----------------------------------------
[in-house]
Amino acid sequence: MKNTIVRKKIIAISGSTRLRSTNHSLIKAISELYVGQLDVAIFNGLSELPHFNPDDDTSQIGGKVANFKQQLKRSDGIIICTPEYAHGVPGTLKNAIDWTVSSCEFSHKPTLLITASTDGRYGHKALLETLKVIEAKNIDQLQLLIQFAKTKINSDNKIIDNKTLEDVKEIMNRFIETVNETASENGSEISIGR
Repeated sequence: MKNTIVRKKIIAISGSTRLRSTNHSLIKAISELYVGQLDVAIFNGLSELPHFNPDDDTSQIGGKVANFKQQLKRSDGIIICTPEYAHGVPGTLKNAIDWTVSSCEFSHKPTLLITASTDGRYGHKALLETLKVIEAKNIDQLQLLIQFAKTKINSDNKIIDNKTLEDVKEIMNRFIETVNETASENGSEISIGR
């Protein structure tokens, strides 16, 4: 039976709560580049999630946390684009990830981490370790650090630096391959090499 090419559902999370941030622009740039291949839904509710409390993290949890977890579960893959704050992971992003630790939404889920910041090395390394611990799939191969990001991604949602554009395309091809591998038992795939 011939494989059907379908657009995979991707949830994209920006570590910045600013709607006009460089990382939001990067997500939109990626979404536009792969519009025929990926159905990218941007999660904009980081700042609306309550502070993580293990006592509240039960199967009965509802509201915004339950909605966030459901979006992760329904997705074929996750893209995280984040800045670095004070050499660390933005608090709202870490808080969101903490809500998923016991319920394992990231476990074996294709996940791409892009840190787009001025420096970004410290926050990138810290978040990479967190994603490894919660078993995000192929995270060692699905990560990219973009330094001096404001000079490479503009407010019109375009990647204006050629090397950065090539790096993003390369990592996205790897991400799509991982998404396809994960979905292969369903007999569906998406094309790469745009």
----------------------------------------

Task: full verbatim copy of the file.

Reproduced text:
[in-house]
Amino acid sequence: MKNTIVRKKIIAISGSTRLRSTNHSLIKAISELYVGQLDVAIFNGLSELPHFNPDDDTSQIGGKVANFKQQLKRSDGIIICTPEYAHGVPGTLKNAIDWTVSSCEFSHKPTLLITASTDGRYGHKALLETLKVIEAKNIDQLQLLIQFAKTKINSDNKIIDNKTLEDVKEIMNRFIETVNETASENGSEISIGR
Repeated sequence: MKNTIVRKKIIAISGSTRLRSTNHSLIKAISELYVGQLDVAIFNGLSELPHFNPDDDTSQIGGKVANFKQQLKRSDGIIICTPEYAHGVPGTLKNAIDWTVSSCEFSHKPTLLITASTDGRYGHKALLETLKVIEAKNIDQLQLLIQFAKTKINSDNKIIDNKTLEDVKEIMNRFIETVNETASENGSEISIGR
């Protein structure tokens, strides 16, 4: 039976709560580049999630946390684009990830981490370790650090630096391959090499 090419559902999370941030622009740039291949839904509710409390993290949890977890579960893959704050992971992003630790939404889920910041090395390394611990799939191969990001991604949602554009395309091809591998038992795939 011939494989059907379908657009995979991707949830994209920006570590910045600013709607006009460089990382939001990067997500939109990626979404536009792969519009025929990926159905990218941007999660904009980081700042609306309550502070993580293990006592509240039960199967009965509802509201915004339950909605966030459901979006992760329904997705074929996750893209995280984040800045670095004070050499660390933005608090709202870490808080969101903490809500998923016991319920394992990231476990074996294709996940791409892009840190787009001025420096970004410290926050990138810290978040990479967190994603490894919660078993995000192929995270060692699905990560990219973009330094001096404001000079490479503009407010019109375009990647204006050629090397950065090539790096993003390369990592996205790897991400799509991982998404396809994960979905292969369903007999569906998406094309790469745009």